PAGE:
Many thousands of people go snorkelling each year . Some just want to snorkel and others scuba dive and snorkel. We will be expanding are Snorkeling Travel section in over the next few months . In the Snorkeling Travel section we aim to provide information on Snorkeling Travel based on firsthand experiences and local knowledge. Snorkeling Travel is growing in popularity but there are many books on dive sites but often the information on snorkelling sites is scanty at best . With are expanding our Snorkeling Travel section we aim to bring you information on the best snorkel sites in the world, with local information like access points and if the site should be tackled by beginners or left to more experienced snorkelers. Our Snorkeling Travel section will also provide information on points of safety to remember whilst snorkelling, plus information on how to snorkel, the best way to enter the water from a snorkelling boat and how to get back on the boat. All these experiences can prove a little daunting when you first tackle them especially if when you go on your Snorkeling Travels you do not speak the local language.
So if you have any Snorkeling Travel experiences , local knowledge of a resort or photos from your Snorkeling Travel experiences then please send then to us at firstname.lastname@example.org.
A friendly sea lion might pop over to say hello during your Galapagos snorkel. Unlike most spots for snorkeling in the world Ecuador’s Galapagos Islands doesn’t revolve around colorful coral and tropical fish. This is the place to see big marine life – we’re talking sea lions, sharks, dolphins, turtles and even penguins. Being the basis of Charles Darwin’s Theory of Evolution, the Galapagos Islands offer snorkelers fascinating and unique mammals both on land and beneath the sea.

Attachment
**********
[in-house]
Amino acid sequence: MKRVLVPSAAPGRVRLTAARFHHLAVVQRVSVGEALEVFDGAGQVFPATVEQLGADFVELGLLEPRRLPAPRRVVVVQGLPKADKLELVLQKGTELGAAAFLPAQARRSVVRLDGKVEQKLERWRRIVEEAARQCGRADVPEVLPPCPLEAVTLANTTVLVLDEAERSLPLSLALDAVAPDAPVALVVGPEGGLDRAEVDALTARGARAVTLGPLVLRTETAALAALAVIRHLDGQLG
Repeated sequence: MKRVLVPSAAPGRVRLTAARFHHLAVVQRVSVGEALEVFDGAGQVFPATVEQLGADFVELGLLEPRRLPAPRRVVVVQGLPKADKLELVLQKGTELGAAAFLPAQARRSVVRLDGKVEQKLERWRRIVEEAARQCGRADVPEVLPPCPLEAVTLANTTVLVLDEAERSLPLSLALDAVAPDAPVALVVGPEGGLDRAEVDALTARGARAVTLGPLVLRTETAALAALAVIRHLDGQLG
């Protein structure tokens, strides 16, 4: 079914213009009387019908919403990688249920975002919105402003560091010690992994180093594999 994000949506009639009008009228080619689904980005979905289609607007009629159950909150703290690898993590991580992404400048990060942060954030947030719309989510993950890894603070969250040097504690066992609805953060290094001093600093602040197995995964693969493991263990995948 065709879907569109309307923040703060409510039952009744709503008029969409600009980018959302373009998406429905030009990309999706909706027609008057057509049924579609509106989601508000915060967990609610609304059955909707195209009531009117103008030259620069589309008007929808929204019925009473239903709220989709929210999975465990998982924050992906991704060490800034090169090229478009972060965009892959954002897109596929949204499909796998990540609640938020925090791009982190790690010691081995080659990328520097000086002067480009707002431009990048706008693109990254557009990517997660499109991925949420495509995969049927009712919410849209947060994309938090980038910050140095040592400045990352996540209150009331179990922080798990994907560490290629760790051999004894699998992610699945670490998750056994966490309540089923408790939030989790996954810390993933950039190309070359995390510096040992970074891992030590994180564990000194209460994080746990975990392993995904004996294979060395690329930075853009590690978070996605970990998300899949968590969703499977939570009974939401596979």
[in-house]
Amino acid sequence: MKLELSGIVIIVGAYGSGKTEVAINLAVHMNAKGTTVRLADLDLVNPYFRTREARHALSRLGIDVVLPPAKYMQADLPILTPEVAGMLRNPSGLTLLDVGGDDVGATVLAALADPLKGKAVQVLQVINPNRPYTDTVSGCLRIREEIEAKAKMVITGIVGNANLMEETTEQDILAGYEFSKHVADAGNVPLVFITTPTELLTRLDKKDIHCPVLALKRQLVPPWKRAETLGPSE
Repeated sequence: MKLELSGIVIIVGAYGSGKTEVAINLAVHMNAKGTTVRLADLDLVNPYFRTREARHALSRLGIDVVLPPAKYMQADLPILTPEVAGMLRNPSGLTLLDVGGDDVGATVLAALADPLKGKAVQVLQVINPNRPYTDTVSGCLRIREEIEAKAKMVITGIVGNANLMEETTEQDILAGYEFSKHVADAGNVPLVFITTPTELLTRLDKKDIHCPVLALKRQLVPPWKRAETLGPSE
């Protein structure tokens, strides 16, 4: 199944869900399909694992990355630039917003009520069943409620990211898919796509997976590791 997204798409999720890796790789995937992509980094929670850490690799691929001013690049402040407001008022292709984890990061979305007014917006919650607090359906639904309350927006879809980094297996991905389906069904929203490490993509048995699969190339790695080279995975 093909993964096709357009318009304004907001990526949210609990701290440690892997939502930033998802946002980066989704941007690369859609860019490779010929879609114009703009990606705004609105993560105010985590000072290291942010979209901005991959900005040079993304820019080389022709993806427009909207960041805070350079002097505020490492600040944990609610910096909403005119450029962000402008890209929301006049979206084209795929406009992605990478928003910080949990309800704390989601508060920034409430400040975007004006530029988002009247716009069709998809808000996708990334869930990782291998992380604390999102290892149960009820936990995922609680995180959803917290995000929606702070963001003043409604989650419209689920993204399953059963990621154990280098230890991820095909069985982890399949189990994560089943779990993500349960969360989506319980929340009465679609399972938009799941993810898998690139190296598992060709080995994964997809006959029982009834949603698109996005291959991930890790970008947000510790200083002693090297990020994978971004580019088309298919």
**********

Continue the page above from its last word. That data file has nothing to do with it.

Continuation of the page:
The islands’ remote location means that underwater wildlife are friendly and approachable – mainly because they don’t encounter humans all that often.
“There’s a good chance you’ll be approached by a playful sea lion or a group of turtles that will happily swim alongside you,” says Jim Sano, vice president of travel, tourism and conservation with World Wide Fund for Nature (WWF)
The great thing about this activity is that it requires no special training and anybody can do it. It only requires the ability to swim and to breathe through the snorkel. As with scuba diving it is always recommended that one not snorkel alone, but rather with a “buddy” or a group.
The primary appeal of snorkeling in Galapagos is the opportunity to observe underwater life in a natural setting without the complicated equipment and training required for scuba diving. You will be amazed at how beautiful the underwater world of the Galapagos is. Snorkeling with marine iguanas as seen on the video above and with playful sea-lions are some of the favourite wildlife encountered. If you wear glasses then a prescription mask would come in handy! You will also have the chance to snorkel with green sea turtles, the world’s second smallest penguin and an incredible variety of colorful reef fish.